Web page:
“People –Nuestro Padre says while writing to a Legionary– has always felt the need of a mask, be it for laughing or crying. Many men and women wear them. Don’t be fooled by appearances, brother. Many people embellish themselves, smile, wink at the mirror..., but with the mask on. Perhaps only when they have turned off the lights do they dare to take it off for a few moments, but they leave it on the nightstand, within reach in order to put it back on as the first act of the day.” (Letter, March 21, 1980). What should worry us is the image that God has of us; to build our lives minute by minute with my eyes set on him. This is the best image we can give to others, the most authentic, the one that “sells” the best. “You are not holier because they praise you or worse because they say bad things about you. You simply are what you are, and you cannot consider yourself greater than what God testifies about you” (Imitation of Christ, II, c.6, n.12).

Dear friends and members of Regnum Christi, we cannot fool God since “everything is naked and exposed to the eyes of him to whom we must render an account.” (Heb 4:13). It is he who has made us and who will judge us. But his is not the scrutinizing look of the policeman or inquisitor, but that of a Father who loves us, who cares for us and even if sometimes he disciplines us, it is only for our own good (cf. Heb 12:7; Job 5:17). What peace and security we feel in our soul when we live this reality, living always with our eyes set on God! We have nothing to fear, no reason to hide ourselves when we hear God’s footsteps in the garden, like Adam and Eve after their sin (Gen 3:8). We feel quite comfortable with him; we speak frankly and spontaneously with him.

d) Return to the Truth: learn how to humbly pick ourselves up and continue along the road

We all have our failures and limitations, but that does not make us incoherent, as long as we humbly recognize our weakness, sincerely ask God for forgiveness and return to the upright path. Frequent confession is the sacrament, which once again sets us in the truth of God and, together with the Eucharist, gives us the strength to live in it.

It is so easy to justify ourselves, put make-up on our image before others and even before ourselves with a long litany of excuses (“that was not my intention; there is no need to exaggerate; we are all human; everyone else does it; in these circumstances it can be done...”). Honesty with oneself is the essential condition for self-improvement, for being authentic; the sincerity, which Christ “the way, the truth and the life” proposes to us in the Gospel. “Living the truth in love” (cf. Eph 4:!5). “If we say, ‘We are without sin,’ we deceive ourselves, and the truth is not in us. If we acknowledge our sins, he is faithful and just and will forgive our sins and cleanse us from every wrongdoing” (1Jn 1:8-9). God’s greatest pleasure is in forgiving us. However, forgiveness without love, that is, without repentance, corrupts. In the same way, authenticity without sincerity is a farce. Let us ask God to grant us the grace of being truly honest and humble so that he never allows us to be separated from him nor distrust his love.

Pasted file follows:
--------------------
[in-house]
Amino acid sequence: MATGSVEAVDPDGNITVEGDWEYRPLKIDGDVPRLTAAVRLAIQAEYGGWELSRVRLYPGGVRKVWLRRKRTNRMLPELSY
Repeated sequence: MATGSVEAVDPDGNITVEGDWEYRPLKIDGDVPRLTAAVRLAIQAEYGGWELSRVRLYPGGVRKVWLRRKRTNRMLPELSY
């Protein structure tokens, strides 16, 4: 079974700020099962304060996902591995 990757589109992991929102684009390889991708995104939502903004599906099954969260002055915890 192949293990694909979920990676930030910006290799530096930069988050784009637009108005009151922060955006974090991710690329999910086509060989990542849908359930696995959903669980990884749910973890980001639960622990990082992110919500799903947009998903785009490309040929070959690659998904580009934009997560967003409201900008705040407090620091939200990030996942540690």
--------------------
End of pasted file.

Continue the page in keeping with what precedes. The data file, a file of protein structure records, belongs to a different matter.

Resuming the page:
Dear members and friends of Regnum Christi, you know better than I that we live in hard times. Whoever wants to remain faithful and live their Christian faith authentically must be ready to bet it all on Christ. Today, perhaps, the reality of martyrdom that the first Christians experienced seems clearer than in the past. Our Christian vocation is a call to give witness, to be a sign of contradiction, a summons to the martyrdom of our daily fidelity. The martyrs like José Luís Sánchez del Río give us an example of this fact.

In Mary, the Virgin of the “yes”, the authentic and coherent woman by antonomasia, faithful to her word to God and to mankind, we can find a marvelous synthesis of what I have been trying to tell you and also a sure support in our daily struggle to become coherent men and women, authentic Christians. I implore her to obtain from God, together with the intercession of the future Blessed José Luís Sánchez del Río, the grace of final perseverance in the faith and love of God.

Sincerely yours in Christ Jesus,

Alvaro Corcuera, LC